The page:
Dyrchafa f'Awen dyro gân

(Haelioni)

Haelioni
Dyrchafa, f'Awen, dyro gân
  O glod i lân Haelioni,
A gosod hon i'r byd i ma's
  Mewn gwisgoedd addas iddi.

Os mwyn yw gwawr - os hoff yw gwên
  Y seren firain forau, -
Os hardd yw clôg y gwanwyn gwyrdd
  A'i liwdeg fyrdd o flodau, -

Os glwys yw lliw yr haulwen dêg
  Uwch bryn wrth gudeg godi, -
Nag un o'r rhai'n, sy'n gain i gyd,
  Mae'n lanach pryd Haelioni.

Mor foneddigaidd i bob un
  Yw'r anwyl fn addfywnaf, -
Mor barod byth i roddi'n fwyn
  Rhwydd glust i gŵyn y gwannaf.

Mor hardd ei chamrau, 'r gauaf o'r,
  I alw wrth ddôr y rheidus, -
I edrych a fydd eisiau bwyd
  Mewn bwthyn llwyd, trallodus; -

I estyn llaw o gymmorth llon
  I godi'r galon gulwedd, -
I wrando llef yr henwr gwan,
  A noddi'i drwstan dristedd.

Y deigryn tawel ar ei grudd,
  Mwy purlan fydd nâ'r perlau
Y'nghoron un tywysg mawr,
  Neu unrhyw ddrudfawr emmau.

Dwg faeth i galon glwyfus, drom,
  Y weddw lom anniddan,
A chysur hoff a rydd o hyd
  Lle gwnaeth y drygfyd drifgan.

Myfi a welais lawer gwaith
  Yn oergell laith carchardy,
Yn attal loesau gwae a gwŷn,
  Dy hyfryd ln, Haelioni.

I'r hen a'r 'nafus hardd-dai cain
  Trwy Frydain, uwch rhifedi,
Bob dydd sy'n codi borau gân
 O fawl i lân Haelioni.

Mi glywaf weddi llawer mil
  Am lwyddiant
      hil Haelioni, -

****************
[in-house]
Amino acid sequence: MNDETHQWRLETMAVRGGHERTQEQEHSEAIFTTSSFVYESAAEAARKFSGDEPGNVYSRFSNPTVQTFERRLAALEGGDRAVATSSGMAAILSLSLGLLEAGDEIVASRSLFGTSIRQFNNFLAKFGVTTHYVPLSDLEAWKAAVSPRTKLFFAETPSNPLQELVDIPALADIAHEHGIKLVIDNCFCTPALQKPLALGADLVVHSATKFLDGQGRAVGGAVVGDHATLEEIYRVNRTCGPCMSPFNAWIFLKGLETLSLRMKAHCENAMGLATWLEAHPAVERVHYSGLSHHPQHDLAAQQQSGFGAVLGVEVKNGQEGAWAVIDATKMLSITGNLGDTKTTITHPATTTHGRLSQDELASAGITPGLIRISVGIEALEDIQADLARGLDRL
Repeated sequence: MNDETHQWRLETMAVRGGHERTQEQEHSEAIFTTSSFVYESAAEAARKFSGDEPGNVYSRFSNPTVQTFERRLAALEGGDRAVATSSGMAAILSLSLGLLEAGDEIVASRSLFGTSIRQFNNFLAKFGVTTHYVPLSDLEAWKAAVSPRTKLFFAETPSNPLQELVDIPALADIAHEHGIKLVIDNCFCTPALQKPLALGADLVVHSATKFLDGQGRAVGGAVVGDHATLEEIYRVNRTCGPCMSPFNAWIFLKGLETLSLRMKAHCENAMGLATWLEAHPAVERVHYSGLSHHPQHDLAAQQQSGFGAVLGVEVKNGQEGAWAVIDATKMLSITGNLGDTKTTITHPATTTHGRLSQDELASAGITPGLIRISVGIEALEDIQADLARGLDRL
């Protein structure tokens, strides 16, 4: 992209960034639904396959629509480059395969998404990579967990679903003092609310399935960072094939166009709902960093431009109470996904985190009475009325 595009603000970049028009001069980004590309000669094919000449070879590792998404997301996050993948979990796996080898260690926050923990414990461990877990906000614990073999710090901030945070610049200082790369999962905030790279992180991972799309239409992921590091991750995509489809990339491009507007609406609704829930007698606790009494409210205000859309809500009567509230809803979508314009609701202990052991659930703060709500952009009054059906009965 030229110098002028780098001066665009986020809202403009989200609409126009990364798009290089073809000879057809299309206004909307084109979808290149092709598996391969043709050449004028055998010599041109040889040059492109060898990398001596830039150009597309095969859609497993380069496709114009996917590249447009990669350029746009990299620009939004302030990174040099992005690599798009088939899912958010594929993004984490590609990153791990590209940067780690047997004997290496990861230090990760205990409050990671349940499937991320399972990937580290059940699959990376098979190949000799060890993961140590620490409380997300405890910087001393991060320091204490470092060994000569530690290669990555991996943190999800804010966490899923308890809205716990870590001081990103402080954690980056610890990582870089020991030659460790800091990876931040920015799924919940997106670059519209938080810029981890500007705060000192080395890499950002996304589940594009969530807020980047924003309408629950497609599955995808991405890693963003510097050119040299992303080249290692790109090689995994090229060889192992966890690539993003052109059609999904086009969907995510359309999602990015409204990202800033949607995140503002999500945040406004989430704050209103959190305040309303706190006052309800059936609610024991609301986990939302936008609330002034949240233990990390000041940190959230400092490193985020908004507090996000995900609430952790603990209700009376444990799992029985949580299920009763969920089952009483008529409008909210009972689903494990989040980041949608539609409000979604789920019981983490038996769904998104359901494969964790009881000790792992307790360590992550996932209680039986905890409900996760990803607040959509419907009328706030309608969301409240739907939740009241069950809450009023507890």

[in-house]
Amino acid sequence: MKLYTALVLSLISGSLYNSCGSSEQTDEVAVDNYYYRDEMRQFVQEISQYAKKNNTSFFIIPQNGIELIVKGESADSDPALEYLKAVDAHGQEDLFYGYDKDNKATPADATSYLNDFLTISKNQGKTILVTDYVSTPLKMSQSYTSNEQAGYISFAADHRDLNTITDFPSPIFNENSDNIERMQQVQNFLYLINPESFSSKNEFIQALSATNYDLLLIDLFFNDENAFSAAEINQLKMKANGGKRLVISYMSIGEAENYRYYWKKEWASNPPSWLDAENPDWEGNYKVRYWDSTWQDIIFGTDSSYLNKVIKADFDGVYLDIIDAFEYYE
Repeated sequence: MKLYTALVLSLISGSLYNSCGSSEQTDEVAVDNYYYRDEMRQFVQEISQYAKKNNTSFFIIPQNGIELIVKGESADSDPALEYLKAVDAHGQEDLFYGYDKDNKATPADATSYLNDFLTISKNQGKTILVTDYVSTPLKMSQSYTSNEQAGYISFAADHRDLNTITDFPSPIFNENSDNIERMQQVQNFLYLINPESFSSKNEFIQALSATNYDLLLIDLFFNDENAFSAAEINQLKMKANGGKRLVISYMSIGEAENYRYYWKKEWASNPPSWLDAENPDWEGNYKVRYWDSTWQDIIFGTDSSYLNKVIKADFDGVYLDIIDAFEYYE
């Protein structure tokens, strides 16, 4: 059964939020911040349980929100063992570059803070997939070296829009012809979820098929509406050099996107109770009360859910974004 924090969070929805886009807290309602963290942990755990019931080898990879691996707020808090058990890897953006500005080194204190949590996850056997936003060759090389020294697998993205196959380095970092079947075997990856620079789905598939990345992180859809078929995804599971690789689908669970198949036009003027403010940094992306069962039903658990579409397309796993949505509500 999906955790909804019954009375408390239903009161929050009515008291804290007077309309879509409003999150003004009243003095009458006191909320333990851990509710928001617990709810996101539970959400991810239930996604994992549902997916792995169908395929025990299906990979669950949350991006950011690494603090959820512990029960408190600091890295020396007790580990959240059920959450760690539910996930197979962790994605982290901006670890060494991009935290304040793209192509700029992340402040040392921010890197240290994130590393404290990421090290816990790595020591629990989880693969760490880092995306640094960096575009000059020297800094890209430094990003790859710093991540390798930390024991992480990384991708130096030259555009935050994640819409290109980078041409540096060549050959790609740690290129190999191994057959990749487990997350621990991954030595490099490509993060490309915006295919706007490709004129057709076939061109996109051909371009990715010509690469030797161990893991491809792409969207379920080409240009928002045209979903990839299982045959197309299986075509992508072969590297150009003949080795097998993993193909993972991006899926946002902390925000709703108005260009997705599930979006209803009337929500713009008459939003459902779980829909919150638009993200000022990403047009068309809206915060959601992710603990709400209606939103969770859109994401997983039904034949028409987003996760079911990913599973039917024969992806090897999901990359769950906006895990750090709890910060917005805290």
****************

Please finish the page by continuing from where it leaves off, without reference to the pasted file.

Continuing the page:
A thorf liosog, rif y gwlith,
  Yn dadsain "Bendith arni."

O byddwn blant i'r lwysferch hon
  O ffyddlon union enaid;
Cawn weddi dyn, -
    cawn Grist o'n rhan,
  E'n dwg i'r man bendigaid.

Ni gawn o'n cylch holl Nattur fwyn
  I ddyn yn dwyn daioni, -
Pob peth yn dilyn siamplau mâd
  Tirionwch Tad tosturi;-

Yr haul yn gweini dydd a gwres, -
  Y ddaear gynnes geinwych
Yn rhoddi ŷd a ffrwythau llon,
  Mewn agwedd hylon haelwych.

Cawn ffrydiau llawnaf, bob rhyw ddydd,
  O gariad Dofydd dwyfol
Yn amgylchynu llwybrau dyn,
  Ac yntau'n wyfyn marwol.

Oll, oll o'n cylch, ai gwel'd a gawn
  Fel hyn yn llawn daioni,
Heb deimlo'r fynwes dêg yn dn
  O serch i lân Haelioni?

A ro'wn i'r truan, dan ei bwn,
  O'r teimlad hwn ddim profion,
Drwy rannu o'n llawnderau ni
  Ryw faint i laesu'i loesion?

Pan wnelom wledd, a'n byrddau'n llawn
  O ethol iawn ddanteithion,
A gaiff 'mo'r caban tywyll, du,
  'I ddiwallu â'r gfweddillion?

Ni phery'r byd ond ennyd awr,
  A'i drysawr a'i deganau;
In' drysor gwnawn,  na fyddwn ffol,
  Ar fythol freiniol fryniau.

Mor ffiaidd ydyw'r cybydd cas,
  Ddyn brwnt, di ras, di reswm,
Yn byw y'nghanol aur a bwyd
  Yn adyn crinllwyd croenllwm.

Ei galon galed byth ni thawdd,
  Mae mor ddi nawdd â'r garreg;
Ni wl na loes, na chroes, na chri,
  Un rhad o honi'n rhedeg. 

Ond gwrando, ddyn, - mae gair dy Dduw
  Yn haeddu'th glyw manylaf;
Yr adyn ffol, pa le mae'th ffydd
  Y'ngwobrwy'r dydd diweddaf?

A gedwi'n gaeth o fewn dy gôd
  Dy drysor darfodedig,
A Duw'n dy gymmell i roi rhan
  I'r tlawd a'r egwan unig? -

Yn dweyd mai poenau uffern ddu
  Fydd rhan y di drugarog,
Na rydd ei glust, - na fydd yn frawd
  Y'nghwyn y tlawd anghenog, -

Yn addaw bythol wynfyd têr
  Yn ardal bêr y bywyd,
I'r sawl a ddysgo sychu'n glau
  A'i gyfoeth ddagrau gofid.
Daniel Evans (Daniel Ddu o Geredigion) 1792-1846
Generosity
Arise, my Muse, give a song
  Of praise to holy Generosity,
Which sets this out to the world
  In garments suitable for it.

If gentle is dawn - if lovely is the smile
  Of the comely star of morning, -
If beautiful is the green cloak of spring
  With its colourful myriad of flowers,

If pleasant is the colour of the fair sunshine
  Above the hill as the fair and amiable rises, -
Than any of those, which are altogether fine,